This year has been difficult for everyone. Clients have been worried about what will happen to their portfolios, and you’ve tried everything to keep them calm and collected. And who can blame them? There’s no question it’s been a period of ups and downs (the 1,000-point drop the Dow took last week only to turn around and gain 700 points that same day may have been more poetic than we realize).

But as you work to keep clients in line with their long-term goals, you’re worrying about another problem: the future of your business. How it will grow in these tumultuous times? Will you lose clients? Can you still retire on time and who will help pave the way?

As an entrepreneur, it is your job to be concerned about where your firm is going. As a manager, it is your responsibility to work with the people in your firm to create a plan—one that both complements your ideas for the future, and is in line with their goals and career aspirations. This week’s column is dedicated to being a great manager and grooming your assistants into more than just an assistant. For this, I spoke with the managing principal of practice management at Commonwealth Joni Youngwirth.

The first step in this process, of course, is determining what your assistant has in mind. Do they even want career development? Are they happy where they are? Do they picture themself as an advisor some day, or are they content with the role they currently hold in the firm? The answer may surprise you.

The best way of answering these questions is to ask them in your assistant’s performance review, an integral part of any good career path and something Youngwirth recommends doing at least once—preferably twice—each year.

“The first thing you have to look at is what the assistant wants,” Youngwirth says. “It’s sometimes hard for advisors to realize the passion and enthusiasm that they bring to their job every day and that it doesn’t happen that way for everyone.”

From this conversation, the advisor should ask their assistant where they see themselves. Forget the long-term, these are younger—and often less decisive—staff. Ask them for a shorter time frame of three or five years instead. If they want to be an advisor, do they want to be client-facing or would they rather be behind the scenes doing research or due diligence? Do they want to be an office manager or can they see themselves as a rainmaker?

The answers to these questions should next be met with an assessment of the assistant’s skill set. The advisor should determine what skill set is needed for the role his or her assistant has indicated interest in pursuing; then, he can determine how much of that skill set the assistant has already garnered.

“Once you have a list of skills, there undoubtedly will be some things they need that they don’t have,” Youngwirth says. Sometimes, this can start with sending them out to meet wholesalers or bringing them with you to industry conferences. In other instances, it can be more complex. “Where can you send them? Who can you put them in touch with? Can they go to a class? Is it something as simple as getting another license or going back to school, or is it something that the advisor has to commit his own time to?”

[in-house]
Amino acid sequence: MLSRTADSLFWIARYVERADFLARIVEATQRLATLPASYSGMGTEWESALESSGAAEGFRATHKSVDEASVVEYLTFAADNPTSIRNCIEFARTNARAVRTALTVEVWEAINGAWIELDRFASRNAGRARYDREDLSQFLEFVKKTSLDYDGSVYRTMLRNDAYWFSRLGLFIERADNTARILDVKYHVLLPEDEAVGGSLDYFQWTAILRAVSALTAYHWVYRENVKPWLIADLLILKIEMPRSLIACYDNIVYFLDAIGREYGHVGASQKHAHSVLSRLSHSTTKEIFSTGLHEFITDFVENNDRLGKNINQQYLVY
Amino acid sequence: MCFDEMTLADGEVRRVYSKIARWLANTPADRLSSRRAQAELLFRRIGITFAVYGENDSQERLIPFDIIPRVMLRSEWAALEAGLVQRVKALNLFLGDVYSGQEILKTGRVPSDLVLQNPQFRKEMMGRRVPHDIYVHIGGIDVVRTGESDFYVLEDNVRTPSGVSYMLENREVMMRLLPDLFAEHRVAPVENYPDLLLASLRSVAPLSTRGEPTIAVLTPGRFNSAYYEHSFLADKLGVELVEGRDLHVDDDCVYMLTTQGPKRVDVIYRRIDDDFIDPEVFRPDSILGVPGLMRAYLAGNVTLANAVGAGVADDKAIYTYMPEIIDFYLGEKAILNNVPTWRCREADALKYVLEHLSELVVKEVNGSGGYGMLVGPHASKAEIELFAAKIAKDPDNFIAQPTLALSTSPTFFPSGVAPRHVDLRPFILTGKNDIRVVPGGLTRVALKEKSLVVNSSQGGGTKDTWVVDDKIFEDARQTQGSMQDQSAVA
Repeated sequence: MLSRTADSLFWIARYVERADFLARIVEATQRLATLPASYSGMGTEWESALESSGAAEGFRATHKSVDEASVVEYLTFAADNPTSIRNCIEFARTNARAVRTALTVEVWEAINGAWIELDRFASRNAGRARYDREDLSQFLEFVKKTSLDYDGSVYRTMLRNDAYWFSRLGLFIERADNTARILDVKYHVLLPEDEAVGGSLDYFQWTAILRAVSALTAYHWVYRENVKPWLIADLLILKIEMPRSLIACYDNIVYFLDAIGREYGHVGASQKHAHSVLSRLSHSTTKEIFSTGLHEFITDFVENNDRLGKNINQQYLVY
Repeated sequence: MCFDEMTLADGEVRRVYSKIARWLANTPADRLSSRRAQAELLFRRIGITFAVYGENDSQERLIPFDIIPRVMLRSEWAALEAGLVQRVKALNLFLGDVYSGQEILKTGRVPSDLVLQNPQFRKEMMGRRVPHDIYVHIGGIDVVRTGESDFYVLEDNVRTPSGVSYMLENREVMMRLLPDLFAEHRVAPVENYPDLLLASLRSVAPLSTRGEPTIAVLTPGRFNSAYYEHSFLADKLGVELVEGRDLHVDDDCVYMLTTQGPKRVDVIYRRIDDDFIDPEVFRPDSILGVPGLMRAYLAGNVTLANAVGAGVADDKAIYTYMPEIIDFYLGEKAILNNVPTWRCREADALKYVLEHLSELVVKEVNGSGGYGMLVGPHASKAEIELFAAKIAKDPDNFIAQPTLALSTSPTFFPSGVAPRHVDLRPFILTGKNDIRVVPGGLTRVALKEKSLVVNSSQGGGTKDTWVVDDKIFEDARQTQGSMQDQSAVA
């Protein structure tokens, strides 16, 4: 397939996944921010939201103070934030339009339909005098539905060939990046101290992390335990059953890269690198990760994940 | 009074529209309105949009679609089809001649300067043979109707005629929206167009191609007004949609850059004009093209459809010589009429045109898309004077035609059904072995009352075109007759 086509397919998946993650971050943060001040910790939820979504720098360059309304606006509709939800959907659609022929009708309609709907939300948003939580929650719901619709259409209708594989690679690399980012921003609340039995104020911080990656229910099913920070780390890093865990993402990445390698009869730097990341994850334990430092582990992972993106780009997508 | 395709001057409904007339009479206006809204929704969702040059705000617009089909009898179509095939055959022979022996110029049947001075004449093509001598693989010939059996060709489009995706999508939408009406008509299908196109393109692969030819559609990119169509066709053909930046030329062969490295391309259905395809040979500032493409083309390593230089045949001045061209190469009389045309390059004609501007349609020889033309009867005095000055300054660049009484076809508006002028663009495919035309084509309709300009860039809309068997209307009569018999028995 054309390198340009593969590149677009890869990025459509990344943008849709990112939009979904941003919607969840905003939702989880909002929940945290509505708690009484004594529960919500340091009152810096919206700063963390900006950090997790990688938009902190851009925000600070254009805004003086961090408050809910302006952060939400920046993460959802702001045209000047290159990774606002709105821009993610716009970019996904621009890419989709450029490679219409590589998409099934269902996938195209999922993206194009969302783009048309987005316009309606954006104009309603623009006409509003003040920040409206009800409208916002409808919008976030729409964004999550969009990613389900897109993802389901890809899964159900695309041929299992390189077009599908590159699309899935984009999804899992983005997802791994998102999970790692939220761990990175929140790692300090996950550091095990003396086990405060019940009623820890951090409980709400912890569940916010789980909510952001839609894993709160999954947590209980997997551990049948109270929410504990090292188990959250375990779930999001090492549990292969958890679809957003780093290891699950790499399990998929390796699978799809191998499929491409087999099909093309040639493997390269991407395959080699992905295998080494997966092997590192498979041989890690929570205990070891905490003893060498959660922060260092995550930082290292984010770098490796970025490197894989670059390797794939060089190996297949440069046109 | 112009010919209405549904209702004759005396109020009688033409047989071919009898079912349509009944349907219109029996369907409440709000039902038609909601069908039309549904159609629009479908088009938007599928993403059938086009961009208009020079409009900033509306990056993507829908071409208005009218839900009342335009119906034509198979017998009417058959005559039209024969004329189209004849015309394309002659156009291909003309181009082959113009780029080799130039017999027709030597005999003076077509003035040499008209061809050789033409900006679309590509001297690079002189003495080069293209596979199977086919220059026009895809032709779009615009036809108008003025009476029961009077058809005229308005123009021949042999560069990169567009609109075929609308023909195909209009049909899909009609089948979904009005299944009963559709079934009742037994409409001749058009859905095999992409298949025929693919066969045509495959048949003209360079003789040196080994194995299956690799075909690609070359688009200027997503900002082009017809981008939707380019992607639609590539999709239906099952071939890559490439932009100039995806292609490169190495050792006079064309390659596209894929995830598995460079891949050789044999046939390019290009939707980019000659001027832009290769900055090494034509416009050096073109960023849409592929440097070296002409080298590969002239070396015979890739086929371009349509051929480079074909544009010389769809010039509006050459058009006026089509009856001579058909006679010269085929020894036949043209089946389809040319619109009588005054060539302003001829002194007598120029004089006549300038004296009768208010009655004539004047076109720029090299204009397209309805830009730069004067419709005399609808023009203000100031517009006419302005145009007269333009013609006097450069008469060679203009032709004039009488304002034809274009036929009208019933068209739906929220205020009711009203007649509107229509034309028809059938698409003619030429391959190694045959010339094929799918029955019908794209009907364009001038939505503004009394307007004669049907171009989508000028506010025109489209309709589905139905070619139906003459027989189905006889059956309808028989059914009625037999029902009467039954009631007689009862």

But how can the advisor know if it is worth his or her time? One risk is that often the skill set the assistant believes they have can differ from what the advisor has seen. If an assistant indicates that they want to be a client-facing advisor, for instance, can he or she close business? Can they sell? Can they bring on new clients? In order to make sure your assistant is serious about acquiring this new set of skills (and that this new venture is worth your time and money), Youngwirth suggests throwing them out in the field. Tell them that you will work with them and show them how a client/advisor relationship is formed. The key? He or she has to get someone they know to come in for an appointment.

Youngwirth also warns against having too optimistic of a timeframe. After all, a six-month plan in which an 18-year-old assistant shadows principals at the firm and learns everything he needs in order to have a successful career does sound a bit overzealous. Instead, ask them slowly, Youngwirth says. Bring it up in every performance review and see how their career aspirations grow and change. Over two or three years, you will know when they have an answer that’s actionable.

“You can’t make them be something they don’t want to be,” Youngwirth says. “Sometimes employees know things you don’t. Maybe they want to have a baby in a year and then get on a faster career track in two years. Sometimes people are a little reticent about getting things done. You just have to invite them to have the conversation.”

To read more In the Game click here and to read more of our other columns click here.


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